From the new science of experimental psychology we learn that the average man uses only a small fraction — a third to a tenth — of his inherent brain-power. The rest lies dormant. Why? Because original thought is lacking, and that is the only kind that really builds the cells of the brain. Now original thought and independent action are closely related. All discoveries and inventions, all great commercial undertakings, all humane projects and philanthropic institutions, were the outcome of the brain of a man who had a new idea, recognized its value, became absorbed in it, worked it out for himself, and by proving it challenged the world’s attention. The human brain is an electric battery, Universal Spirit the power house, and personal ambition the set of wires on which the current runs. Seldom is the battery connected aright, with the source of power above, or with the channels of power in human life. Great deeds are the product of great desires. And most human beings are so trivial, so unattractive, so commonplace, because whatever desires they had in childhood have been crushed in the world’s routine of repression, monotony and apathy.
The next time you feel a conviction, inspiration or desire that seems unusual or even untenable — act on it, fully, promptly and implicitly. If the result seems a mistake, never mind — a new channel of power will have been opened in your brain, and as you grow familiar with this, you will be astonished at the increase in efficiency.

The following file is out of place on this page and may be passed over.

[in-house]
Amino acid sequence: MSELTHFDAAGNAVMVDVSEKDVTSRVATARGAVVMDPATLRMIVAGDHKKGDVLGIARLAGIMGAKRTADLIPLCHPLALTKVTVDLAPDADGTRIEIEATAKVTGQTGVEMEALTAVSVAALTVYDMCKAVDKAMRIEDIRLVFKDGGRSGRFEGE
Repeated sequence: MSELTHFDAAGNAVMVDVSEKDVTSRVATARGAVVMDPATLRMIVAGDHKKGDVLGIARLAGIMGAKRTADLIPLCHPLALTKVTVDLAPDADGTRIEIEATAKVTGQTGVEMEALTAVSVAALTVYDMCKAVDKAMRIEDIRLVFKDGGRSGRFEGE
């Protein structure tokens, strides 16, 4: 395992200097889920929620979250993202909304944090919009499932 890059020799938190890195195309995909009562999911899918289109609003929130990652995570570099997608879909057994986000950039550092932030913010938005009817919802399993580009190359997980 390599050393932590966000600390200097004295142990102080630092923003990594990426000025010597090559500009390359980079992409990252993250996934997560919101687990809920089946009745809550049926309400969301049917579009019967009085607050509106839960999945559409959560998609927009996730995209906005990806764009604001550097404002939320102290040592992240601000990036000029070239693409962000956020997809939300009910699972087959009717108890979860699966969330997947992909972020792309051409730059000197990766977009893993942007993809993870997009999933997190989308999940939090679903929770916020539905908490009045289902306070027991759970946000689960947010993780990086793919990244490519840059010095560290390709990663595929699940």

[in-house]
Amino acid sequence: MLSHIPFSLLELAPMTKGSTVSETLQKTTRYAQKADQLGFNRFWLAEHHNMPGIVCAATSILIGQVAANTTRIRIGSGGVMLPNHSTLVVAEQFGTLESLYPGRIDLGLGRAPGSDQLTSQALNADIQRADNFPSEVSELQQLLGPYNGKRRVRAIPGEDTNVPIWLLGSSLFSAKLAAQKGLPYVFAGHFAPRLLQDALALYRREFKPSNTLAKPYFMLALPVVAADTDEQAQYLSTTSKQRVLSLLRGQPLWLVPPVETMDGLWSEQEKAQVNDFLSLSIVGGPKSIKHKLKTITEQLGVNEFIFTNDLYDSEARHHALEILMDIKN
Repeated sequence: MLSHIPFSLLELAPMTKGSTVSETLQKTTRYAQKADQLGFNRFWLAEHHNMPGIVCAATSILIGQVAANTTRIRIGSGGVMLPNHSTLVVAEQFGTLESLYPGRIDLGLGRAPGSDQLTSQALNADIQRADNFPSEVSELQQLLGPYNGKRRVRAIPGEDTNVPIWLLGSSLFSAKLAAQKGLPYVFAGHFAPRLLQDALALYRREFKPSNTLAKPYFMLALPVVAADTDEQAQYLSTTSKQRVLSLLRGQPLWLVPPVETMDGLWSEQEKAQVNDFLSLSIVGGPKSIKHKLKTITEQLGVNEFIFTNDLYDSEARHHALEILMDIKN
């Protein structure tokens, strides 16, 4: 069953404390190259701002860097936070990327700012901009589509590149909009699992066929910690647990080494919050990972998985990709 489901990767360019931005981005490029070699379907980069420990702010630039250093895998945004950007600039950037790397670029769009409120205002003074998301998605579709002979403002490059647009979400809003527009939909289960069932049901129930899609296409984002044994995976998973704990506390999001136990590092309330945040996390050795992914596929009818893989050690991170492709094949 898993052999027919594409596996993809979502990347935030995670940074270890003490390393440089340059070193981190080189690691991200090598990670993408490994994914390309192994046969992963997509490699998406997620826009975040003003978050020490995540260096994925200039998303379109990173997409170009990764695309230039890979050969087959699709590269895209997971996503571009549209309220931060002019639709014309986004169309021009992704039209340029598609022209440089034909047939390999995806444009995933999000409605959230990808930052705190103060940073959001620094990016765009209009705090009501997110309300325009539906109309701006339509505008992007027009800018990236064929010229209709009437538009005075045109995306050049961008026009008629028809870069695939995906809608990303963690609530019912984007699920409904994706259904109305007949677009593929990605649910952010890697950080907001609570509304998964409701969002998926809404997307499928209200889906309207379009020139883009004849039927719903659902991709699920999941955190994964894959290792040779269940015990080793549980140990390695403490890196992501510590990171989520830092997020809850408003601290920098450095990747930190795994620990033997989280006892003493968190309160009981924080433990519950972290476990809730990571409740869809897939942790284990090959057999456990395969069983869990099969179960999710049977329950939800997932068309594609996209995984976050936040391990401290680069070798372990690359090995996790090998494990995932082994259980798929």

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Edward Earle Purinton Quotes
The purpose of concentration is creation; therefore we must know exactly what we want to create, what motive is back of it, what use ahead of it. To concentrate without a present object is to cheat your client or employer; to concentrate without a future object is to cheat self.
The world's most powerful camera is the human mind; a picture of our desired achievement there scientifically produced will outlive and outreach a hundred photographs of our face by a mechanical instrument.
Share somebody's trouble. This usually scatters our own. Because, most likely, the friend is braver than we would be — and that makes us ashamed. Also we forget to be selfish. And sorrow is always selfish.
Every soul follows its own predestined path. Ours is best for us — our neighbor's best for him. Interference would retard both. Yet, we can shine without interfering. And a loving sympathy, wide as the heavens, clear as the sun, is perhaps the ultimate signal of progress.
You may need forty years to work out your life purpose. What of it? The holding of the purpose makes you strong, and that is really the mission of the purpose.
All great men are masters of concentration. And any man will be great when he has learned to be master of concentration.
Soul finds Happiness in two ways: by seeing with infinite clearness, then doing with infinite strength.